Some notes on the location/concert: This was at the Palace Grounds in Bangalore on April 1, 2001. The Palace Grounds are the site of the Bangalore Palace, erstwhile home to the rulers of the princely state of Mysore, pre-independence. It is a scenic building, built in the Tudor style, inspired by Windsor Castle, in 1887. The property is now managed by the government, although the ex-royal family still occupies a wing. The royal family, the Wodeyars, comprised a peace with the British, and thus were able to preserve their exquisite properties, and foster much development across the state at a time when much of North India was in the flames of rebellion and discord. The state was highly industrialized, with its capital at Mysore, about 100 miles from the British Cantonment, or military town of Bangalore.
Bangalore, today, is termed the Silicon Capital of India, with a preponderance of high-tech industries, scores of fine colleges, and perhaps the most cosmopolitan and booming economy in India. The long British influence has made it a predominantly English-speaking area, and a love for beer and music has meant it an obligatory stopping point for every major concert tour in India. Deep Purple has played a number of times in India, and this concert was fabulous, as I can attest.
On to the Deep Purple concert review, somewhat dated, perhaps.
Steve Morse keeps the warhorses rocking!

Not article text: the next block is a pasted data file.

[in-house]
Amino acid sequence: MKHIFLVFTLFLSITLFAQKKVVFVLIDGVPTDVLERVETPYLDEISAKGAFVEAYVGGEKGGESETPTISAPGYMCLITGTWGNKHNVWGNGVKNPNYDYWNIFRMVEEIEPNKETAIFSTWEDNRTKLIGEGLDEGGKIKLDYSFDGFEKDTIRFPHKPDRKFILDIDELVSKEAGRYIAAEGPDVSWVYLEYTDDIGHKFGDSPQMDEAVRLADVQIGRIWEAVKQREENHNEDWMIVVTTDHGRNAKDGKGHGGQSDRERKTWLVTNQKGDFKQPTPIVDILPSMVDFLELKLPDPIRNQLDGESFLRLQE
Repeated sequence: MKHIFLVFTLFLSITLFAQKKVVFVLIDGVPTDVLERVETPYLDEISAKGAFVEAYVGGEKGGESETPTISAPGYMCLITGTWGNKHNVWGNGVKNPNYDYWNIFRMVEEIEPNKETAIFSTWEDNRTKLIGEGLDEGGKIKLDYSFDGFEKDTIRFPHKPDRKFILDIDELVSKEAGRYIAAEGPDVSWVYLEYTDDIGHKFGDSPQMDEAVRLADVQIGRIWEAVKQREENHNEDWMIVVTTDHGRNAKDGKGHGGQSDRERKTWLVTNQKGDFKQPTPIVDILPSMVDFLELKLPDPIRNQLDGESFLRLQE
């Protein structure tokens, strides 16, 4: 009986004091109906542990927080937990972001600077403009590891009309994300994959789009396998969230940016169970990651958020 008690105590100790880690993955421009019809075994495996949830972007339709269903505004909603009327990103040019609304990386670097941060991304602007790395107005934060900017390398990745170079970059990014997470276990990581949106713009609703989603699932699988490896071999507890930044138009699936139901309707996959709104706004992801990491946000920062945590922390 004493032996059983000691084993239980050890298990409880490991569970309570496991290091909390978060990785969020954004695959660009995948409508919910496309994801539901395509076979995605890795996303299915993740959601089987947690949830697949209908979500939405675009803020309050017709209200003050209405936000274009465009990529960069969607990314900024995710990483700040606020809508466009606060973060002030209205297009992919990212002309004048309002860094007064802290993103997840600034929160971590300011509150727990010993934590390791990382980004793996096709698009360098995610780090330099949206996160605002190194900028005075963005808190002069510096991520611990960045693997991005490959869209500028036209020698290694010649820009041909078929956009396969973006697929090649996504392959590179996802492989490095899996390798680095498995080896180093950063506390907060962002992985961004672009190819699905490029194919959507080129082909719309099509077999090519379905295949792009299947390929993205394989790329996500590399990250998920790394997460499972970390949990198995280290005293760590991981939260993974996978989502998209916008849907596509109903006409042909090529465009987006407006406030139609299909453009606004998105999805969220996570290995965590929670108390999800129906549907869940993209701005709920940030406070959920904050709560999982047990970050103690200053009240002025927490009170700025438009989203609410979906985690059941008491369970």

Deep Purple admitted that they did not expect the kind of response they received at Bangalore. A crowd of over 40.000 rocked through the two-and-a-half hour extravaganza that included all the regular favorites and some surprises.
The opening band was Bangalore-based Thermal & A Quarter - a good rocking band with all the regular influences, they played for 40 minutes and got the crowd in the mood. As they played, a brief shower helped cool the rising rockers' heat.
Then the rock heroes from Deep Purple were on stage. A mammoth flat-screen television projected their finger-lickin' good music across the Bangalore Palace grounds.
They opened with "Woman From Tokyo" - and although most regular fans had heard these songs on LPs, CDs and bootlegged cassettes, the grounds resounded with a roar of obvious pleasure. The song list included all the usual standards - four numbers from "Purpendicular" including my favorite, "Hey Cisco".
The band kept complimenting the crowd on its passion and enthusiasm. Steve Morse could tell the crowd loved his solos, because of the loud applause that greeted each one, so he began to extend them and introduce guitar frenzies into songs that one would expect to be more subdued. The other players also contributed, with a long solo by Lord and Paice. One would never guess Gillan's age from his rendering of 30+ year old songs.
One interesting bit was a medley of guitar pieces that included the Beatles, Black Sabbath and more, and then effortlessly segued into "Smoke On The Water", driving the crowd wild. The boys did a 15 minute version of "Speed King", with a rock'n'roll interlude built in.
They signed off before we knew it, but came back for an encore with "Hush" and finally "Highway Star". A wall of flame during "Smoke On The Water" spelt out the most perfect words in rock - DEEP PURPLE!
This concert should do a lot for the revitalization of rock. Long live Deep Purple.
Deep Purple is currently on tour around the world, and will be playing in the United States in June - the tour dates are on the Highway Star - best of all, they will be headlining at the Summerfest in Milwaukee, June 30, 2005 - See you there!